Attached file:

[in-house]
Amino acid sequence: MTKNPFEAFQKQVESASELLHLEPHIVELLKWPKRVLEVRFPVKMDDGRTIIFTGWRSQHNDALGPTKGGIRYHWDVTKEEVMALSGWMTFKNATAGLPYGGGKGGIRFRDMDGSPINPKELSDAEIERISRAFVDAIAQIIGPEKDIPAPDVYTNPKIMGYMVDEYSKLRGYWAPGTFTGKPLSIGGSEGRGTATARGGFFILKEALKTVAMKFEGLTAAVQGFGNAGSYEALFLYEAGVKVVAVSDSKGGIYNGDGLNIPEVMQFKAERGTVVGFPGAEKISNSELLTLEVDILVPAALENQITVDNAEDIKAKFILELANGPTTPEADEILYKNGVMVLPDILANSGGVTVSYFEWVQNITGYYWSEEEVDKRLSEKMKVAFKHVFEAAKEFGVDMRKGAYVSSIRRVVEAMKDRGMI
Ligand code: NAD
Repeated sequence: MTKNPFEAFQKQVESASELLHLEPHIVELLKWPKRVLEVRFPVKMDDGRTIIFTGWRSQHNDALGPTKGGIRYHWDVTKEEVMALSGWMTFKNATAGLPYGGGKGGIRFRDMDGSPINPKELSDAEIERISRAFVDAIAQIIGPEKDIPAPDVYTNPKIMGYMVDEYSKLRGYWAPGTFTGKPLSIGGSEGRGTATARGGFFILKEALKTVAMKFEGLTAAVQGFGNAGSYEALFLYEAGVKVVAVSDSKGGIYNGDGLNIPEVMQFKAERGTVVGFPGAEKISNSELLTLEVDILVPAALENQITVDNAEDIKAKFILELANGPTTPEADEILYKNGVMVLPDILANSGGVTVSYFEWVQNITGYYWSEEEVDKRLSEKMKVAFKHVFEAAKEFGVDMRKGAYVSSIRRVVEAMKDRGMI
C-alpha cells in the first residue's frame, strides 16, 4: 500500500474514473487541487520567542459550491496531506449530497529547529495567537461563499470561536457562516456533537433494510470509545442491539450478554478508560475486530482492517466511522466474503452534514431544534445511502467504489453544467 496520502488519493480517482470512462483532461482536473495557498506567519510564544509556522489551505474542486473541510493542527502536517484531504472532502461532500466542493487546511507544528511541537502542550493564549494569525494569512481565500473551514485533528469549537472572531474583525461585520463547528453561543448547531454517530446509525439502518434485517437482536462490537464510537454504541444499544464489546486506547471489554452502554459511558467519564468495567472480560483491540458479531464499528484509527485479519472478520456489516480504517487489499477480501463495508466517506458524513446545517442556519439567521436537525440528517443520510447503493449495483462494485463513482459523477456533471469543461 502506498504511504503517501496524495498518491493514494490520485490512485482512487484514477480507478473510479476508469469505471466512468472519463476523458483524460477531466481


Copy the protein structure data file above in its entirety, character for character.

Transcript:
[in-house]
Amino acid sequence: MTKNPFEAFQKQVESASELLHLEPHIVELLKWPKRVLEVRFPVKMDDGRTIIFTGWRSQHNDALGPTKGGIRYHWDVTKEEVMALSGWMTFKNATAGLPYGGGKGGIRFRDMDGSPINPKELSDAEIERISRAFVDAIAQIIGPEKDIPAPDVYTNPKIMGYMVDEYSKLRGYWAPGTFTGKPLSIGGSEGRGTATARGGFFILKEALKTVAMKFEGLTAAVQGFGNAGSYEALFLYEAGVKVVAVSDSKGGIYNGDGLNIPEVMQFKAERGTVVGFPGAEKISNSELLTLEVDILVPAALENQITVDNAEDIKAKFILELANGPTTPEADEILYKNGVMVLPDILANSGGVTVSYFEWVQNITGYYWSEEEVDKRLSEKMKVAFKHVFEAAKEFGVDMRKGAYVSSIRRVVEAMKDRGMI
Ligand code: NAD
Repeated sequence: MTKNPFEAFQKQVESASELLHLEPHIVELLKWPKRVLEVRFPVKMDDGRTIIFTGWRSQHNDALGPTKGGIRYHWDVTKEEVMALSGWMTFKNATAGLPYGGGKGGIRFRDMDGSPINPKELSDAEIERISRAFVDAIAQIIGPEKDIPAPDVYTNPKIMGYMVDEYSKLRGYWAPGTFTGKPLSIGGSEGRGTATARGGFFILKEALKTVAMKFEGLTAAVQGFGNAGSYEALFLYEAGVKVVAVSDSKGGIYNGDGLNIPEVMQFKAERGTVVGFPGAEKISNSELLTLEVDILVPAALENQITVDNAEDIKAKFILELANGPTTPEADEILYKNGVMVLPDILANSGGVTVSYFEWVQNITGYYWSEEEVDKRLSEKMKVAFKHVFEAAKEFGVDMRKGAYVSSIRRVVEAMKDRGMI
C-alpha cells in the first residue's frame, strides 16, 4: 500500500474514473487541487520567542459550491496531506449530497529547529495567537461563499470561536457562516456533537433494510470509545442491539450478554478508560475486530482492517466511522466474503452534514431544534445511502467504489453544467 496520502488519493480517482470512462483532461482536473495557498506567519510564544509556522489551505474542486473541510493542527502536517484531504472532502461532500466542493487546511507544528511541537502542550493564549494569525494569512481565500473551514485533528469549537472572531474583525461585520463547528453561543448547531454517530446509525439502518434485517437482536462490537464510537454504541444499544464489546486506547471489554452502554459511558467519564468495567472480560483491540458479531464499528484509527485479519472478520456489516480504517487489499477480501463495508466517506458524513446545517442556519439567521436537525440528517443520510447503493449495483462494485463513482459523477456533471469543461 502506498504511504503517501496524495498518491493514494490520485490512485482512487484514477480507478473510479476508469469505471466512468472519463476523458483524460477531466481